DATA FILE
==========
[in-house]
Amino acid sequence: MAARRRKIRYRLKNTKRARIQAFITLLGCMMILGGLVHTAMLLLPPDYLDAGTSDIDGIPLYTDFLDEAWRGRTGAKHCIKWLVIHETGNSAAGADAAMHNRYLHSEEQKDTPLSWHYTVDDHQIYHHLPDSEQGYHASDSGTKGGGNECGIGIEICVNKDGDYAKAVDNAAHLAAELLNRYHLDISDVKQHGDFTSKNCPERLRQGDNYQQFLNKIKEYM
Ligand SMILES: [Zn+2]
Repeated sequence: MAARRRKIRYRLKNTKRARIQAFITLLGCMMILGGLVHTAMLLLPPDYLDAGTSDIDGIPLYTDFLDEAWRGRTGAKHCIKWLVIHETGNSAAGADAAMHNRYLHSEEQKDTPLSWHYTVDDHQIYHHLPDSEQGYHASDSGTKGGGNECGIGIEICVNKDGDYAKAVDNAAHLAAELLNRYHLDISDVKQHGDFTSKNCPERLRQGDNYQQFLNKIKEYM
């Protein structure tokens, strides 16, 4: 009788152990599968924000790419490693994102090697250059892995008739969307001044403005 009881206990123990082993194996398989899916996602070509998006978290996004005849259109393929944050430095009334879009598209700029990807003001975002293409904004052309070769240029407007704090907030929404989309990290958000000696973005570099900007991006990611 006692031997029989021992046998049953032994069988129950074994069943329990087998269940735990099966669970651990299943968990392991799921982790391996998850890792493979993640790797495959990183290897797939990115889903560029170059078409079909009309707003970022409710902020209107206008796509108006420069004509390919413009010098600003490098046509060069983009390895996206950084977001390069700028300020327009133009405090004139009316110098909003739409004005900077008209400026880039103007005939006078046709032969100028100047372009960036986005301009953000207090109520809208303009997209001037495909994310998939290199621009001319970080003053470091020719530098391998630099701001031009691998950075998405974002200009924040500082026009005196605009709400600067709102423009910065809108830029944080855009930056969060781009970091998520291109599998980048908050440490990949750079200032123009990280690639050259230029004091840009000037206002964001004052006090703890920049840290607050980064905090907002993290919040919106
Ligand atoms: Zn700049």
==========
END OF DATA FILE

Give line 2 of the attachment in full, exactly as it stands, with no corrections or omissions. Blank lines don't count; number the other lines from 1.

Amino acid sequence: MAARRRKIRYRLKNTKRARIQAFITLLGCMMILGGLVHTAMLLLPPDYLDAGTSDIDGIPLYTDFLDEAWRGRTGAKHCIKWLVIHETGNSAAGADAAMHNRYLHSEEQKDTPLSWHYTVDDHQIYHHLPDSEQGYHASDSGTKGGGNECGIGIEICVNKDGDYAKAVDNAAHLAAELLNRYHLDISDVKQHGDFTSKNCPERLRQGDNYQQFLNKIKEYM